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Year : 2016 | Volume : 4 | Issue : 4 | Page : 241 - 242  


Case Reports
Spontaneous neonatal pneumomediastinum: A Case Report

Vaidya A , Dua H, Mujawar N, Girish M, Harshdeep K

Department of Pediatrics and Neonatology, NKP Salve Institute of Medical Sciences & Research Center and Lata Mangeshkar Hospital, Hingna, Nagpur, Maharashtra

Corresponding Author:

Dr. Ashish Vaidya

Email: drashishprerna@gmail.com

ABSTRACT:

Radiolucency in mediastinum may be caused by congenital cystic mass, pneumomediastinum or pneumopericardium. Most cases of pneumomediastinum occur in preterm newborns with surfactant deficiency receiving treatment with positive pressure ventilation. Spontaneous pneumomediastinum in term neonates is rarely reported.

Key words: Spontaneous pneumomediastinum, superior medistinal mass, Spinnaker sail sign.

INTRODUCTION:

Pneumomediastinum (PM) is defined as a mediastinal air leak. The experimental works of Macklin and Macklin provided insights into its pathophysiology; alveolar rupture occurs because of a pressure gradient between the alveolus and the surrounding tissues. This gradient develops either through over inflation of the alveolus or a reduction of interstitial pressure. The air that subsequently leaks into the interstitial tissue diffuses toward the peribronchial and perivascular tissue, and then towards the mediastinum, the neck and into the subcutaneous tissue. However, due to pressure equalization between the affected and adjacent alveoli in the lungs, the interalveolar walls remain intact and the lungs inflated. 1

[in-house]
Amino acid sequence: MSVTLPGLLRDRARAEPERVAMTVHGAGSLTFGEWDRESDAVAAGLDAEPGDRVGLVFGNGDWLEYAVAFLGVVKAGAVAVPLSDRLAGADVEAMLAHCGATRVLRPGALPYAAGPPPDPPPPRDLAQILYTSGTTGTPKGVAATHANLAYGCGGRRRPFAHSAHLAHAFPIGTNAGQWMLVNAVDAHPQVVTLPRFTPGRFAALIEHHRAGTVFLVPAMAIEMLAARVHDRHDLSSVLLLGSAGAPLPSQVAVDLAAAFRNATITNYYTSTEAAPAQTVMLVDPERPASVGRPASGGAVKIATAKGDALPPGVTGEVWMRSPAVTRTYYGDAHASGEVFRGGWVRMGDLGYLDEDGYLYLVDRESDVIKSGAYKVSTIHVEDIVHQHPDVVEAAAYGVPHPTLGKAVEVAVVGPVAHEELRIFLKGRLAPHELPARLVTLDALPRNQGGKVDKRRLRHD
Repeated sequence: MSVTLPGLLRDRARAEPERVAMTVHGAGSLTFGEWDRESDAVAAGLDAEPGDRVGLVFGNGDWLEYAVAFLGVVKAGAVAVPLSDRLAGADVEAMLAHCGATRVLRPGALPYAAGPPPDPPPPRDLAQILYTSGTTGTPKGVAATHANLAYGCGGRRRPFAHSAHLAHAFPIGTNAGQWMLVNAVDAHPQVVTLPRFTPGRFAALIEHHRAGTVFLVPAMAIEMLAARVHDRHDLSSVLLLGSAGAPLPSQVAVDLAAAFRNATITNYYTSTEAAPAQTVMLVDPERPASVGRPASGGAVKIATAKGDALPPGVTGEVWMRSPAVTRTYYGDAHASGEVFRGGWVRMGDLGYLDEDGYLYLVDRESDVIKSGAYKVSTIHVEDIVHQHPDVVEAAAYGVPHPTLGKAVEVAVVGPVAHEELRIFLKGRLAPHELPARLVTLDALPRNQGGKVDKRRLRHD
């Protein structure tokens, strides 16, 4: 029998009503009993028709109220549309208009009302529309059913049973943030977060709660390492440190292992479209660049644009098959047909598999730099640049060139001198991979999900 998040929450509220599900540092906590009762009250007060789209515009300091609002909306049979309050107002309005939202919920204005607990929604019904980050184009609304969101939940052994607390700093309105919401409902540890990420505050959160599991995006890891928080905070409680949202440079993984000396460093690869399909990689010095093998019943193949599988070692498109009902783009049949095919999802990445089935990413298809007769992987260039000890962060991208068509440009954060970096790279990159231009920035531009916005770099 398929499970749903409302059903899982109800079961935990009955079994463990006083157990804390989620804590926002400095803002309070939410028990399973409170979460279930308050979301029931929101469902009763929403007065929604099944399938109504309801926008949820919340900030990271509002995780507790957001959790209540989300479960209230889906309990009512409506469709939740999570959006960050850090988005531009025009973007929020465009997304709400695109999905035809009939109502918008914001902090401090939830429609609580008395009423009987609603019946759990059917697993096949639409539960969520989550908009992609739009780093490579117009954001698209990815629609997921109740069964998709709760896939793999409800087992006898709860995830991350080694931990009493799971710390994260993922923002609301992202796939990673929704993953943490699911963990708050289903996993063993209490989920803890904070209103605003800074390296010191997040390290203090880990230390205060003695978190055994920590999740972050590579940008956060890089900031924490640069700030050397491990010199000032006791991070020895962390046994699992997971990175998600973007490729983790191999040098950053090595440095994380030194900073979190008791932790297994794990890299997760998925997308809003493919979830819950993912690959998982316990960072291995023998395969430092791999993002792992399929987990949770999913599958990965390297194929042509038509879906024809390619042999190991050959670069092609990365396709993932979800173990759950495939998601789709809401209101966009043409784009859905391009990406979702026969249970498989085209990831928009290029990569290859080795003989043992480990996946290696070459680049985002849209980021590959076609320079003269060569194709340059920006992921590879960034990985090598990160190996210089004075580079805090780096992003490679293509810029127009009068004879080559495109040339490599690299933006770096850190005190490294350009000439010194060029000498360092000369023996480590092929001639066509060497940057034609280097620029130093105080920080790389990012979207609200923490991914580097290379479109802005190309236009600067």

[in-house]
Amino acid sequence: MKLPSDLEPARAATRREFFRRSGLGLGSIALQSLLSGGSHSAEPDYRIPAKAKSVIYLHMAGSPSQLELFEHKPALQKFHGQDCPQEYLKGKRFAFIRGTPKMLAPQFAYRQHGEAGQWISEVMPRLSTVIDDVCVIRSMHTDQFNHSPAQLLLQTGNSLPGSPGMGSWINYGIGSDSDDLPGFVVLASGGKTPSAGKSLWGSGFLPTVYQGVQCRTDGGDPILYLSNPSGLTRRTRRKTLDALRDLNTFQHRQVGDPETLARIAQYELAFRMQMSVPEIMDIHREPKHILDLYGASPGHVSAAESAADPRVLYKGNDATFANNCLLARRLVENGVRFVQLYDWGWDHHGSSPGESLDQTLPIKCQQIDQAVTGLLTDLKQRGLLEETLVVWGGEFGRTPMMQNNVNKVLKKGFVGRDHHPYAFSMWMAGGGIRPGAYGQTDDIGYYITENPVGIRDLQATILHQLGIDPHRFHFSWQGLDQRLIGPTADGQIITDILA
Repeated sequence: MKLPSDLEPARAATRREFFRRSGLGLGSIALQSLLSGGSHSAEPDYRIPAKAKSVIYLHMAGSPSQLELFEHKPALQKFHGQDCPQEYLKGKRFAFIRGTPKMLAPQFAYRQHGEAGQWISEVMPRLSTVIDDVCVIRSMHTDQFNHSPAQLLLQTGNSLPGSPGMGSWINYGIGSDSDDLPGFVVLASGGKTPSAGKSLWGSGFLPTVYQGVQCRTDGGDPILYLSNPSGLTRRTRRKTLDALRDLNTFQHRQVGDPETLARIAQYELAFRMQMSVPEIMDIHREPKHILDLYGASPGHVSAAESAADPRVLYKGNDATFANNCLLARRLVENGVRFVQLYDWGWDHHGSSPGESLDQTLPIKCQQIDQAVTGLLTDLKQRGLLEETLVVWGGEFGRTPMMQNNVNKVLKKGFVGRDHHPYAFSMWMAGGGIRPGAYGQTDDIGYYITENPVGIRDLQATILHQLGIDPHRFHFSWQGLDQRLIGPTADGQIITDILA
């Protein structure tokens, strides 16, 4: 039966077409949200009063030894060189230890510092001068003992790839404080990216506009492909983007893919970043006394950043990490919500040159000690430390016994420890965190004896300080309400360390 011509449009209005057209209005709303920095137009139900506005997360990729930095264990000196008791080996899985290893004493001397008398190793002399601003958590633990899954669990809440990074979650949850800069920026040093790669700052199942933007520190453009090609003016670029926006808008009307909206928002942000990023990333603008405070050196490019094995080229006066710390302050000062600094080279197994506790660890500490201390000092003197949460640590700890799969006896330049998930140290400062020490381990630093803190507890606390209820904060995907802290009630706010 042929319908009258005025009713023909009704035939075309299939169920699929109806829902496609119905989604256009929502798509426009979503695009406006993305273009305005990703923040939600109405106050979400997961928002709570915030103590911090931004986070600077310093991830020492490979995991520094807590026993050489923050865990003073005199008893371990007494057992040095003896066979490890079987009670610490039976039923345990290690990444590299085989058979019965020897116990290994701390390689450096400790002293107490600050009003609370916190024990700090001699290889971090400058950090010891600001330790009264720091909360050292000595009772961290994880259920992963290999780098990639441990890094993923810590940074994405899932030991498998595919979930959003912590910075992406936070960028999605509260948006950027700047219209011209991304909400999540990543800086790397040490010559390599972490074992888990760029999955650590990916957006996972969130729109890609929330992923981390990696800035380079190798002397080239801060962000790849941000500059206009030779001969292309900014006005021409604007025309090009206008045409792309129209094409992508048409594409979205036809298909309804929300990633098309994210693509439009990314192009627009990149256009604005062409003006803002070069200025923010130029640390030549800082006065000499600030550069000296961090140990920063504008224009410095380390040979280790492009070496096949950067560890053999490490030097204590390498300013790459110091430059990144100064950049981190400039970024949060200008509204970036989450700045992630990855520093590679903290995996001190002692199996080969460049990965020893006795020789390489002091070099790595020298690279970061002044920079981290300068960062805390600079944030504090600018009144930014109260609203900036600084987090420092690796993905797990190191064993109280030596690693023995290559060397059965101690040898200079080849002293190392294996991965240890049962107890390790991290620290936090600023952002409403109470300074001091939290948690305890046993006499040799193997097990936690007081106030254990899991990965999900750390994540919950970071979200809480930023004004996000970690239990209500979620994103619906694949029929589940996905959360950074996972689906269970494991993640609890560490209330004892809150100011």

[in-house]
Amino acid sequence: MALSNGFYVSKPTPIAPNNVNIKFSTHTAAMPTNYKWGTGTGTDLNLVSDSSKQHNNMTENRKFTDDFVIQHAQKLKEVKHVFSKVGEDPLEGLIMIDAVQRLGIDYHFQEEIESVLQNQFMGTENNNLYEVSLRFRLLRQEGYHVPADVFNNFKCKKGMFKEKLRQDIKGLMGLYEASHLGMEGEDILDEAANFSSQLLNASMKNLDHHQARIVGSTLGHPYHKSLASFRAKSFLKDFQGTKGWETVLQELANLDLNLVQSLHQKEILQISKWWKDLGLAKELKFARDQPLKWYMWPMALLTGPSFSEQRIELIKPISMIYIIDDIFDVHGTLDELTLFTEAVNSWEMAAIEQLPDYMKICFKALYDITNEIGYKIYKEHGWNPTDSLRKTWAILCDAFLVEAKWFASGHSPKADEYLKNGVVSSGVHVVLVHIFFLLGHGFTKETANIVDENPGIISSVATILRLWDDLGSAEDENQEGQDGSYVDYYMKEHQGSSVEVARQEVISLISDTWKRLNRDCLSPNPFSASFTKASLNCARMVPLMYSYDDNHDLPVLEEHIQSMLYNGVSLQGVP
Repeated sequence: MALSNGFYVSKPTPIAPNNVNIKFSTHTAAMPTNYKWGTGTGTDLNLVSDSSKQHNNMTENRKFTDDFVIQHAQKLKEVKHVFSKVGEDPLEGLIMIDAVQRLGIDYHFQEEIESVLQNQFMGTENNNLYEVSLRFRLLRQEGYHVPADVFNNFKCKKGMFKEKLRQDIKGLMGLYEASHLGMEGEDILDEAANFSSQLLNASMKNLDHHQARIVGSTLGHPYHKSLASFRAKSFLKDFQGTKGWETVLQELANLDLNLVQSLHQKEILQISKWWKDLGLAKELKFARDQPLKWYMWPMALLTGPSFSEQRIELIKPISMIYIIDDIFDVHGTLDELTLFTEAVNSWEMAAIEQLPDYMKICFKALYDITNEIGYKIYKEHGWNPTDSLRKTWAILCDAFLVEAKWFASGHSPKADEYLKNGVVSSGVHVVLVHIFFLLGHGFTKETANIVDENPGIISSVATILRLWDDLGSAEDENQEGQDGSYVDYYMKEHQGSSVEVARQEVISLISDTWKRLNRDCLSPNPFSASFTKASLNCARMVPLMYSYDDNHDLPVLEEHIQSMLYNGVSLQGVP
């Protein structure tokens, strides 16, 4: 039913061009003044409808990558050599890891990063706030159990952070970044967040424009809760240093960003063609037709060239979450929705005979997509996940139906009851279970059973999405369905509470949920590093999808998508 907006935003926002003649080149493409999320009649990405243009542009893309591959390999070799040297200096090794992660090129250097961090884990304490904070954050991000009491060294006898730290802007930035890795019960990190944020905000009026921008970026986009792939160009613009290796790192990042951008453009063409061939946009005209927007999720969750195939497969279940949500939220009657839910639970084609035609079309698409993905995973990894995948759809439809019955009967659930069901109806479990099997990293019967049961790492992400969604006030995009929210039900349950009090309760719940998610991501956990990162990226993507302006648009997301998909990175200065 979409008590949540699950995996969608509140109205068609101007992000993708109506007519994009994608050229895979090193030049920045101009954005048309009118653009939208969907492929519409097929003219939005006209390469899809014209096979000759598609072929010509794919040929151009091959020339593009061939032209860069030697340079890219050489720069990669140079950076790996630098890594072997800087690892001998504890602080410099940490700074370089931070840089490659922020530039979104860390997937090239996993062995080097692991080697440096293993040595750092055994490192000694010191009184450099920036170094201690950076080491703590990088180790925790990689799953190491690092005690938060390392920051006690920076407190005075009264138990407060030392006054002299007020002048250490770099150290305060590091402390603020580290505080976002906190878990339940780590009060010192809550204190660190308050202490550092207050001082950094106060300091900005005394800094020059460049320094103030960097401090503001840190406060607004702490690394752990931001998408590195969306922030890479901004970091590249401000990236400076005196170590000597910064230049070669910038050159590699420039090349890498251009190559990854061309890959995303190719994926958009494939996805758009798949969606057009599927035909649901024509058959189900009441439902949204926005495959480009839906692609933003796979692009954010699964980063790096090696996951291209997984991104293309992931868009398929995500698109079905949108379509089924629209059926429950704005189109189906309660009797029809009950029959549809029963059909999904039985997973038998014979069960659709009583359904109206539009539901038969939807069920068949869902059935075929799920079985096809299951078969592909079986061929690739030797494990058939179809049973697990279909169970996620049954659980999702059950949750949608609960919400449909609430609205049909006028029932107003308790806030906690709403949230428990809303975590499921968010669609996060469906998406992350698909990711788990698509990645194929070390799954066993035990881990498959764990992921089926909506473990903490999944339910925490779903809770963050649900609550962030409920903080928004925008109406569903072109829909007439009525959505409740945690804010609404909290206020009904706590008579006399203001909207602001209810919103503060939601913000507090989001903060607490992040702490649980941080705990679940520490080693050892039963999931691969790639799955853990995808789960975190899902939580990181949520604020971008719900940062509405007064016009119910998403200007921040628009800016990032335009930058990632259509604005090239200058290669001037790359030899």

Spontaneous pneumomediastinum in term neonates is rarely reported. 2

Radiolucency in mediastinum may be caused by congenital cystic mass, pneumomediastinum or pneumopericardium. Most cases of pneumomediastinum occur in preterm newborns with surfactant deficiency receiving treatment with positive pressure ventilation. 3

Spontaneous neonatal pneumomediastinum (PNM) is associated with the aspiration of blood or meconium and birth-related trauma and it seems to be more frequent in post-term newborns. It is generally asymptomatic, but it is occasionally accompanied by mild tachypnoea. Only rarely, it requires oxygen therapy or develops into pneumothorax. 4

CASE REPORT:

A male baby delivered by normal vaginal delivery to 25 yrs old woman at 38 weeks of gestation with birth weight of 2960 gm and APGAR score of 7 and 9 at 1 and 5 minutes respectively. Baby developed respiratory distress soon after birth requiring oxygen by hood. The distress was progressive in nature, so the baby was shifted to NICU for further management. On admission to NICU Downe’s score was 6 and was maintaining saturation between 95-100% at Fio2of 60%.Baby was hemodynamically stable. Blood culture was send and chest x-ray was done which showed pneumomediastinum. Arterial blood gas analysis showed acceptable level of gas exchange. CT scan was done at 36 hrs of life and it showed anterior pneumomediastinum with superior displacement of thymus. Serial x-rays were obtained at 48 and 72 hrs of life which showed resolution of pneumomediastinum [figure3]. Complete resolution was achieved at 96 hrs of life. Neither mechanical ventilation nor mediastinal drain was required.